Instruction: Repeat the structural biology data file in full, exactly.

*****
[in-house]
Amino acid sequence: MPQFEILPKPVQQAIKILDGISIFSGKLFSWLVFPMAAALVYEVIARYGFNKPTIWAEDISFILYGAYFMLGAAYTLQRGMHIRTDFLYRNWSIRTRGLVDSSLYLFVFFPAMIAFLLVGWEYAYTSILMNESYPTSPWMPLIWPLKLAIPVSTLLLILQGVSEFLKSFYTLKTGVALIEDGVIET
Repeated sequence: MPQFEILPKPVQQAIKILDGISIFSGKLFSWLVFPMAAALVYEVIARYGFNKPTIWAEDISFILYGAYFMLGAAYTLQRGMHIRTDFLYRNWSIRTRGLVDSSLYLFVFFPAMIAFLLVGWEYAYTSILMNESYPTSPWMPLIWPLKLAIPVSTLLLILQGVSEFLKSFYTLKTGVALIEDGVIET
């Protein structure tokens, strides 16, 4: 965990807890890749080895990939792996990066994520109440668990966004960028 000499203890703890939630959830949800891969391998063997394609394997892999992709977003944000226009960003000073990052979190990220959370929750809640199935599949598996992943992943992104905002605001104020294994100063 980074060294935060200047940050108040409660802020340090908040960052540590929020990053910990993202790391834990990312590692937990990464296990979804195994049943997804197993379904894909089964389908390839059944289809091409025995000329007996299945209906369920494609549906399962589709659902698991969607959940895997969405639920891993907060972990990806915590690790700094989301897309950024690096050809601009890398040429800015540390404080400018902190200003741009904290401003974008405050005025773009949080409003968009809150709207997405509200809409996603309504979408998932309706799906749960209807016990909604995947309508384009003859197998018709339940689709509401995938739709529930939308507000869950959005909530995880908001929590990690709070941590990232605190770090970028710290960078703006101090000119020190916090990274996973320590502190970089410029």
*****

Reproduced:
[in-house]
Amino acid sequence: MPQFEILPKPVQQAIKILDGISIFSGKLFSWLVFPMAAALVYEVIARYGFNKPTIWAEDISFILYGAYFMLGAAYTLQRGMHIRTDFLYRNWSIRTRGLVDSSLYLFVFFPAMIAFLLVGWEYAYTSILMNESYPTSPWMPLIWPLKLAIPVSTLLLILQGVSEFLKSFYTLKTGVALIEDGVIET
Repeated sequence: MPQFEILPKPVQQAIKILDGISIFSGKLFSWLVFPMAAALVYEVIARYGFNKPTIWAEDISFILYGAYFMLGAAYTLQRGMHIRTDFLYRNWSIRTRGLVDSSLYLFVFFPAMIAFLLVGWEYAYTSILMNESYPTSPWMPLIWPLKLAIPVSTLLLILQGVSEFLKSFYTLKTGVALIEDGVIET
């Protein structure tokens, strides 16, 4: 965990807890890749080895990939792996990066994520109440668990966004960028 000499203890703890939630959830949800891969391998063997394609394997892999992709977003944000226009960003000073990052979190990220959370929750809640199935599949598996992943992943992104905002605001104020294994100063 980074060294935060200047940050108040409660802020340090908040960052540590929020990053910990993202790391834990990312590692937990990464296990979804195994049943997804197993379904894909089964389908390839059944289809091409025995000329007996299945209906369920494609549906399962589709659902698991969607959940895997969405639920891993907060972990990806915590690790700094989301897309950024690096050809601009890398040429800015540390404080400018902190200003741009904290401003974008405050005025773009949080409003968009809150709207997405509200809409996603309504979408998932309706799906749960209807016990909604995947309508384009003859197998018709339940689709509401995938739709529930939308507000869950959005909530995880908001929590990690709070941590990232605190770090970028710290960078703006101090000119020190916090990274996973320590502190970089410029």